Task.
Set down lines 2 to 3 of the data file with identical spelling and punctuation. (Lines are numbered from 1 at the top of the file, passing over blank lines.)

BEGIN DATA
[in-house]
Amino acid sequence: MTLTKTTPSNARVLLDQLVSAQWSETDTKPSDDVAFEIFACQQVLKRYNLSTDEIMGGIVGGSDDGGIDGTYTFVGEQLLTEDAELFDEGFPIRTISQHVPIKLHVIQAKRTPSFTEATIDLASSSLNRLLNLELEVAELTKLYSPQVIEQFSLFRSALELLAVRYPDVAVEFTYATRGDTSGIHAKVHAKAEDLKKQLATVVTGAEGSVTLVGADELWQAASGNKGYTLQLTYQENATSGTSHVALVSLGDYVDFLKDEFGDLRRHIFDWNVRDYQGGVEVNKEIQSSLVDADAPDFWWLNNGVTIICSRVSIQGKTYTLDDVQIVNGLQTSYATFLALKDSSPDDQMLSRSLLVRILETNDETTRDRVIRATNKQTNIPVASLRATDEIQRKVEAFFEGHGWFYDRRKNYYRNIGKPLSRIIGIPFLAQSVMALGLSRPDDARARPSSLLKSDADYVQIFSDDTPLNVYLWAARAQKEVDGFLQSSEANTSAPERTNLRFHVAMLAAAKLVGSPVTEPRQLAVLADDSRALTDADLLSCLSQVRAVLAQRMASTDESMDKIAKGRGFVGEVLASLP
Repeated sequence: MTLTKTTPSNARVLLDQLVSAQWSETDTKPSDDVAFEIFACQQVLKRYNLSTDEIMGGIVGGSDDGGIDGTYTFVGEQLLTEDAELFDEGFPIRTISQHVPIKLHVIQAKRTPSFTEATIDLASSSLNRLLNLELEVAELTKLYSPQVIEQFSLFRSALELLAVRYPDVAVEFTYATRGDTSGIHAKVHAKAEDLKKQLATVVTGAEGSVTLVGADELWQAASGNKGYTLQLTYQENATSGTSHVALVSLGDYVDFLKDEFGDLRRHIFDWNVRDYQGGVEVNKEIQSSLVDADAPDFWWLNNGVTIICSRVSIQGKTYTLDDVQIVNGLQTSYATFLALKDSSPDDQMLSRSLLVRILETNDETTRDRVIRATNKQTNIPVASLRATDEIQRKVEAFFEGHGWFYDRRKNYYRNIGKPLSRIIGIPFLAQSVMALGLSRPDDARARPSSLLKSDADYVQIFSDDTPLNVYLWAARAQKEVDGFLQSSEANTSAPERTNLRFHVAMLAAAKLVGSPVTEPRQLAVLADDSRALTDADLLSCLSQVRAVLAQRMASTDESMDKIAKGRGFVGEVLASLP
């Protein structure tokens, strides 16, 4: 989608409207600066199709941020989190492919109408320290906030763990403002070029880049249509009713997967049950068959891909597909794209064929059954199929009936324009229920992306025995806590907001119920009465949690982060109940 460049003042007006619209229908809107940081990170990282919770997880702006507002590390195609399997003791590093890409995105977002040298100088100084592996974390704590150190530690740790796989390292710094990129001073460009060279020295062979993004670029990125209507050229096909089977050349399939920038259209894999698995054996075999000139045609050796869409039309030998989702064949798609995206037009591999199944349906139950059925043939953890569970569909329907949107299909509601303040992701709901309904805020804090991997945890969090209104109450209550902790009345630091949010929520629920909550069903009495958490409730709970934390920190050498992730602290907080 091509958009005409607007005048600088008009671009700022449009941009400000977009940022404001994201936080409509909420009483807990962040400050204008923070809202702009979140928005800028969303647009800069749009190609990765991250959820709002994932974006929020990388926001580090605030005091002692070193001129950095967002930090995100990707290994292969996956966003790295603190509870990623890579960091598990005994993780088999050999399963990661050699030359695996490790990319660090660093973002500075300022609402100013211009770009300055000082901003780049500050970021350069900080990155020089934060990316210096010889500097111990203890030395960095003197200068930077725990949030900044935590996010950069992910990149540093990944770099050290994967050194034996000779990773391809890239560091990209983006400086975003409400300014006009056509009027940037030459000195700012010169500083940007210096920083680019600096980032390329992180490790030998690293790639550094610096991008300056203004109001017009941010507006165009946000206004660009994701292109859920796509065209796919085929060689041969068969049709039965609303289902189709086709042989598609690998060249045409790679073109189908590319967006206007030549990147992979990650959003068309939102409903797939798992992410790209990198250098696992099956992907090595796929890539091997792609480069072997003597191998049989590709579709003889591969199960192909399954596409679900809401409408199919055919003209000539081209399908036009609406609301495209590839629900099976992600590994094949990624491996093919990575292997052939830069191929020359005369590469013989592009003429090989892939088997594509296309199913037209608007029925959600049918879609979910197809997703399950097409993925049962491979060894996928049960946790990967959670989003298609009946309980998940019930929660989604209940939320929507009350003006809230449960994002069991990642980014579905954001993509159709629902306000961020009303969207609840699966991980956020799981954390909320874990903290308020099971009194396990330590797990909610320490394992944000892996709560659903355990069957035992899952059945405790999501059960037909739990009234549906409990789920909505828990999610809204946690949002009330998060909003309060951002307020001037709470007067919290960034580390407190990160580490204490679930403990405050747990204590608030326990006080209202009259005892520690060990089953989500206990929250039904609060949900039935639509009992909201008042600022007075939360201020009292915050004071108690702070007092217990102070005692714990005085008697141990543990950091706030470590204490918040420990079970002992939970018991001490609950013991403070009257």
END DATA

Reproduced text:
Amino acid sequence: MTLTKTTPSNARVLLDQLVSAQWSETDTKPSDDVAFEIFACQQVLKRYNLSTDEIMGGIVGGSDDGGIDGTYTFVGEQLLTEDAELFDEGFPIRTISQHVPIKLHVIQAKRTPSFTEATIDLASSSLNRLLNLELEVAELTKLYSPQVIEQFSLFRSALELLAVRYPDVAVEFTYATRGDTSGIHAKVHAKAEDLKKQLATVVTGAEGSVTLVGADELWQAASGNKGYTLQLTYQENATSGTSHVALVSLGDYVDFLKDEFGDLRRHIFDWNVRDYQGGVEVNKEIQSSLVDADAPDFWWLNNGVTIICSRVSIQGKTYTLDDVQIVNGLQTSYATFLALKDSSPDDQMLSRSLLVRILETNDETTRDRVIRATNKQTNIPVASLRATDEIQRKVEAFFEGHGWFYDRRKNYYRNIGKPLSRIIGIPFLAQSVMALGLSRPDDARARPSSLLKSDADYVQIFSDDTPLNVYLWAARAQKEVDGFLQSSEANTSAPERTNLRFHVAMLAAAKLVGSPVTEPRQLAVLADDSRALTDADLLSCLSQVRAVLAQRMASTDESMDKIAKGRGFVGEVLASLP
Repeated sequence: MTLTKTTPSNARVLLDQLVSAQWSETDTKPSDDVAFEIFACQQVLKRYNLSTDEIMGGIVGGSDDGGIDGTYTFVGEQLLTEDAELFDEGFPIRTISQHVPIKLHVIQAKRTPSFTEATIDLASSSLNRLLNLELEVAELTKLYSPQVIEQFSLFRSALELLAVRYPDVAVEFTYATRGDTSGIHAKVHAKAEDLKKQLATVVTGAEGSVTLVGADELWQAASGNKGYTLQLTYQENATSGTSHVALVSLGDYVDFLKDEFGDLRRHIFDWNVRDYQGGVEVNKEIQSSLVDADAPDFWWLNNGVTIICSRVSIQGKTYTLDDVQIVNGLQTSYATFLALKDSSPDDQMLSRSLLVRILETNDETTRDRVIRATNKQTNIPVASLRATDEIQRKVEAFFEGHGWFYDRRKNYYRNIGKPLSRIIGIPFLAQSVMALGLSRPDDARARPSSLLKSDADYVQIFSDDTPLNVYLWAARAQKEVDGFLQSSEANTSAPERTNLRFHVAMLAAAKLVGSPVTEPRQLAVLADDSRALTDADLLSCLSQVRAVLAQRMASTDESMDKIAKGRGFVGEVLASLP